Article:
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My Original Review On May 8, 1998 Of The Film:
Poor Mimi Leder. Leder, the helmer of the forgetable "Peacemaker" and now this film, is talented. Yet everything around her seems to either fall apart or not click. On "Peacemaker", Nicole Kidman, and especially George Clooney, turned in horrid performances. In "Deep Impact", we have all of the pieces. There is a fairly good script, good actors(Robert Duvall, Morgan Freeman), but it all ends up adding up to absolutely nothing.
The story centers around a TV reporter played by Tea Leoni(not a bad actress, but miscast here) who stumbles on to the comet story and becomes the most familiar face to the public, who watches intently. Morgan Freeman does a decent job in such a thin part as the president of the United States. Duvall does a nice job with little as well. There are so many unacceptable touches here; Freeman's president asks that people stay calm. Nothing will change. Yeah, right. For some reason I find the chaos of "Independence Day" a lot more believable. In a scene towards the end, two teens, one played by Elijah Wood(who's character discovers the comet) escape a giant wall of water on a motorbike. There are other little touches that sent groans through the audience. The Elijah Wood character marries his girlfriend to try and save her(it sorta doesn't work, but I won't go into that yet.). That's not a bad thing, but the problem is, I didn't care. I simply didn't care about the characters here enough to be interested in their dealings. Towards the mid-point of the film, Wood's character and his family head towards the tunnels where some humans will live if the comet hits. Just when he gets there, he tells his parents that he's got to go back(it's like a cross country trip he's talking about) to save his girlfriend. It takes his parents about 5 seconds to let him go. They must not like him much.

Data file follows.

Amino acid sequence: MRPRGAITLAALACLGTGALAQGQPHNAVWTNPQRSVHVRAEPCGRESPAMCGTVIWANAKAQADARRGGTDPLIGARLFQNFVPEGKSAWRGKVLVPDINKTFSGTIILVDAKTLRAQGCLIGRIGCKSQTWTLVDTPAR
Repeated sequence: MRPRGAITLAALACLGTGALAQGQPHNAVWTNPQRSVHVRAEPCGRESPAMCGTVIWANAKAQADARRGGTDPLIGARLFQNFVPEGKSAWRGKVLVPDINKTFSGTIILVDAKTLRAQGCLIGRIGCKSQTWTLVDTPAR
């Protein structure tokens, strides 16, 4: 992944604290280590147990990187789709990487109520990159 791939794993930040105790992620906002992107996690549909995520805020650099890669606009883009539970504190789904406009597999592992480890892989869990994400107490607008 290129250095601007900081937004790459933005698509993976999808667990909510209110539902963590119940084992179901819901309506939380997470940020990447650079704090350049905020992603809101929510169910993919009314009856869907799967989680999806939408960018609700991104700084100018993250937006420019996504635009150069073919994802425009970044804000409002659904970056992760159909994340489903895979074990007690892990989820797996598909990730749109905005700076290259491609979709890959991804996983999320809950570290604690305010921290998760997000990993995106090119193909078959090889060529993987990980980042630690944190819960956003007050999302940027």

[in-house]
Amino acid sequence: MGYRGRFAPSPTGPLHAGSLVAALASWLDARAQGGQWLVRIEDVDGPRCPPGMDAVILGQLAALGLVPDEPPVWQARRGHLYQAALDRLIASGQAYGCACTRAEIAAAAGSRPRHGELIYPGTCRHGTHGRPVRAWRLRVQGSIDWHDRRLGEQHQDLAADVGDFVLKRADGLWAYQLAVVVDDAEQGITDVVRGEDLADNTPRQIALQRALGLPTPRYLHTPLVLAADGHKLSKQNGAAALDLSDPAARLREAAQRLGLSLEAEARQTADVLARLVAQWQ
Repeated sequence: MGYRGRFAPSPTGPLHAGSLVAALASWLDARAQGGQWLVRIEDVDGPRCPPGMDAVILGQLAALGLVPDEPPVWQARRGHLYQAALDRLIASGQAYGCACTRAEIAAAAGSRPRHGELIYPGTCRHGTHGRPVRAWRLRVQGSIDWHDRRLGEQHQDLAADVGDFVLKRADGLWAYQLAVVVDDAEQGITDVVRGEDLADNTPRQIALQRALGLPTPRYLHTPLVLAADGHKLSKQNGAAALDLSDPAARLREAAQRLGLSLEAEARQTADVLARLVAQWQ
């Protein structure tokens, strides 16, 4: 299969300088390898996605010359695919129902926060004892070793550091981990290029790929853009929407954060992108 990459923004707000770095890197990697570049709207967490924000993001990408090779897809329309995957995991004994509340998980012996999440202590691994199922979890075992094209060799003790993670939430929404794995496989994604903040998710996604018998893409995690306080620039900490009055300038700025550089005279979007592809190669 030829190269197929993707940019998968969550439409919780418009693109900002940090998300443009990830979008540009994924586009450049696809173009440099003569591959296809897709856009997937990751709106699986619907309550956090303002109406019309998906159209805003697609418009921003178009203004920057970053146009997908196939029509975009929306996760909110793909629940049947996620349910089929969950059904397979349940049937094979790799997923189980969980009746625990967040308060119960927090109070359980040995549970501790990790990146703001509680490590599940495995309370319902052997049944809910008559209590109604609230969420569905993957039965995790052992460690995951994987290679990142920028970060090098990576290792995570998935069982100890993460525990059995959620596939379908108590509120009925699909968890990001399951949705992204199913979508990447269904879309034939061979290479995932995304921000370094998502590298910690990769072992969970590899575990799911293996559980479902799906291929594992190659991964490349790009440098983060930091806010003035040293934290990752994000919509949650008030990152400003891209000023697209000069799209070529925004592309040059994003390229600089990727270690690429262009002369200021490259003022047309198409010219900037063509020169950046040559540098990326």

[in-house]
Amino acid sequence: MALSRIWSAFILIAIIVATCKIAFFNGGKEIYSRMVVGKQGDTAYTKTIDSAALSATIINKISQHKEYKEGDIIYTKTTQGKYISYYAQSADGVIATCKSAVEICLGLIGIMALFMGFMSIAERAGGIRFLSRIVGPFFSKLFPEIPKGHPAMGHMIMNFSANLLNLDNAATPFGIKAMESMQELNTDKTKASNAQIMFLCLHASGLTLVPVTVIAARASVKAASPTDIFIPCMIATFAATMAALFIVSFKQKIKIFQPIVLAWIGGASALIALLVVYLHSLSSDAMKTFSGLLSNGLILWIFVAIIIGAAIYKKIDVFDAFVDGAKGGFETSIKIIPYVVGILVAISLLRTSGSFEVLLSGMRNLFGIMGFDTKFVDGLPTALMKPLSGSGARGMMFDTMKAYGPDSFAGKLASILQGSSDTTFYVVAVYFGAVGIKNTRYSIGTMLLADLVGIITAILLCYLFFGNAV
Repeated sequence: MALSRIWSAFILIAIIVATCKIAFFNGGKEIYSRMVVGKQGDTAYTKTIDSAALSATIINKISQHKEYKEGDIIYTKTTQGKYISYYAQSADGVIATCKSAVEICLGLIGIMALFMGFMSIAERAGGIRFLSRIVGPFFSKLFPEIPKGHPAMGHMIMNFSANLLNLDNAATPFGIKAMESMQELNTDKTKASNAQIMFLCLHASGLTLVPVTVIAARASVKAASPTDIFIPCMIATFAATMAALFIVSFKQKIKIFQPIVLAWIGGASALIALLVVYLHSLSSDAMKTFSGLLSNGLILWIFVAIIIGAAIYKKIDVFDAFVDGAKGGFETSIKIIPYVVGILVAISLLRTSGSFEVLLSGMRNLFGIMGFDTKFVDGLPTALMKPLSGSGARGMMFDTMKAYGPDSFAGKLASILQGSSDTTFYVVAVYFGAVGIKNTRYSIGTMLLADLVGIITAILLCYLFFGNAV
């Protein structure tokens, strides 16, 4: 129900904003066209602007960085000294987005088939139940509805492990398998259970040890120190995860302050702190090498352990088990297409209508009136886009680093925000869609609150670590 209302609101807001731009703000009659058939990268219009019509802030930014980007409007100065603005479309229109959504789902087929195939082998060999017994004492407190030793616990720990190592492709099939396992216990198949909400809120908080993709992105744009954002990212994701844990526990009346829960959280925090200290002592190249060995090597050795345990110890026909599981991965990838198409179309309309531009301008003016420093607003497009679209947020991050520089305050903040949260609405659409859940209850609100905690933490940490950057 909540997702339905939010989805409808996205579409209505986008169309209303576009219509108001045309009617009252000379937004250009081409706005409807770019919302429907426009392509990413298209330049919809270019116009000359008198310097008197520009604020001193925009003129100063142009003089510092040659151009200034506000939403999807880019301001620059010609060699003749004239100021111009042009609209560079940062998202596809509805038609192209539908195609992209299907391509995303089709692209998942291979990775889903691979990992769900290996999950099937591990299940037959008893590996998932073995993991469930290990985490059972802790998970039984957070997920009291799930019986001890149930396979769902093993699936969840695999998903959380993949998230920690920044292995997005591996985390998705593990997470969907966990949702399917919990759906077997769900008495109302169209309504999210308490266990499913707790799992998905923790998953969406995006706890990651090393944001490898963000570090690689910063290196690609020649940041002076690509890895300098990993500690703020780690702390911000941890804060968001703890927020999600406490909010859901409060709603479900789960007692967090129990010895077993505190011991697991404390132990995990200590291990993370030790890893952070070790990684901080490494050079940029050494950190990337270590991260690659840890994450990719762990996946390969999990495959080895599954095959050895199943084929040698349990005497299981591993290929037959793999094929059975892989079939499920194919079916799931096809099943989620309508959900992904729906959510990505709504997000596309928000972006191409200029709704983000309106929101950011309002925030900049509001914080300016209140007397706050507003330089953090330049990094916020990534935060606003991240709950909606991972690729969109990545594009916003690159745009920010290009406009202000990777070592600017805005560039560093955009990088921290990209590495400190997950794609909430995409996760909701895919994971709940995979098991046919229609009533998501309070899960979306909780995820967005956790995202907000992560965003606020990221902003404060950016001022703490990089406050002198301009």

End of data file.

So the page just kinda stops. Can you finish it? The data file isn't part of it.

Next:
The audiences coming for special effects will be very sorely dissapointed. Aside from a sequence on the comet that isn't very exciting, and the wave scene at the VERY end, there are no major effects in this film. What we get is essentially a 1 hr 45 min soap opera with a chunk of effects at the end, which has one very strange bit of humor as the wave flings a man off his park bench. The proceedings could have used an anticlimatic event or two, mainly just to wake me up. Through the body of the film there aren't many effects or action, special or otherwise. Characters go through their daily lives, and Tea Leoni's character, Jenny, has to "make things right" with her father. I didn't quite get what the problem was between the two, and wasn't about to care. In fact, watching the other "story", about Wood and his girlfriend, I passed the time by thinking about how much the girl who played his girlfriend looked like a miniature Helen Hunt.